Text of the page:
When one is better than two: Collapsing data management layers for scalability and simplicity
Rick Grehan recently posted an in-depth product review of Couchbase and MongoDB. I was struck in particular by one of Rick’s observations:
“Couchbase’s full incorporation of Memcached has no counterpart in MongoDB, and Memcached is a powerful adjunct as general object caching system for high-throughput, data-intensive Internet and intranet applications. If your application needs a Memcache server with your database, then look no further than Couchbase.” (italics mine)
In computing, there is an interesting phenomenon that occurs over a period of time. We build layers of abstraction and components as layers – over time, these layers grow and become somewhat unwieldy until someone comes along and shows us that the layers can be designed away. Either intermediate layers are eliminated or different layers are consolidated, essentially providing an order of magnitude improvement in performance, simplicity and management.
For example, originally, many hardware chips started as discrete components (adders, multipliers, etc.) and over time, single chips consolidated many of these functions and interestingly, such chips are called Integrated Circuits (ICs) because they combine or “integrate” these components into a single consolidated chip.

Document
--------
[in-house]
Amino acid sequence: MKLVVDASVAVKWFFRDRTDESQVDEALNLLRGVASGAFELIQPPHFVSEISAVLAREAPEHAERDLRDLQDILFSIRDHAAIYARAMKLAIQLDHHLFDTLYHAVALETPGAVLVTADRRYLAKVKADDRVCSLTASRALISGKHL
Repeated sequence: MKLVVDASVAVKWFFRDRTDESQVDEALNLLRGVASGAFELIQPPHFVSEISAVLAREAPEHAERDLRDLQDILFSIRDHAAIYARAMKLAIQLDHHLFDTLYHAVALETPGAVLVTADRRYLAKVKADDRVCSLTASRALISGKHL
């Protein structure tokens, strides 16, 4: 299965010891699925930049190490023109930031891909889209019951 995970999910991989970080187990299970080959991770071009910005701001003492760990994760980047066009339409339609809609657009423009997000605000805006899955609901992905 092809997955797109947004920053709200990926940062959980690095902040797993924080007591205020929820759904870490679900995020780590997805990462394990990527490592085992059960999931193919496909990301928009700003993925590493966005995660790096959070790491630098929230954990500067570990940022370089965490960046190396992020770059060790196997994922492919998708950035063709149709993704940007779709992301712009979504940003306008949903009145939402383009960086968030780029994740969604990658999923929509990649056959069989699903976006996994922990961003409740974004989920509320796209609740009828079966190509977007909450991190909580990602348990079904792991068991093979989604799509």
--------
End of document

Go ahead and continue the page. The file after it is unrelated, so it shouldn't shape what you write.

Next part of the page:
Similarly, over time, we have seen how a small inexpensive box consolidates a router, a broadband modem, firewall, DHCP server – all components that existed as discrete software and hardware systems at some point in time. Or, interestingly, how PDAs and phones have consolidated – both the layers of software and the containers.
I see this same phenomenon emerging in the NoSQL database market. NoSQL databases are widely used to build distributed internet applications dealing with unstructured data and support a very large set of users. As we engage with companies considering NoSQL, we find that their topologies tend to front end the data store with a high-performance scalable distributed caching tier (such as memcached or Oracle Coherence) to deal with scaling a large number of users and a large data set. That’s two sets of software and hardware, and all the complexity of managing two disparate systems.
This scenario is ripe for layer consolidation – which is what Couchbase does. With Couchbase handling both tiers, users can simplify their application environments for greater scalability, efficiency and manageability. It’s the case that one is better than two.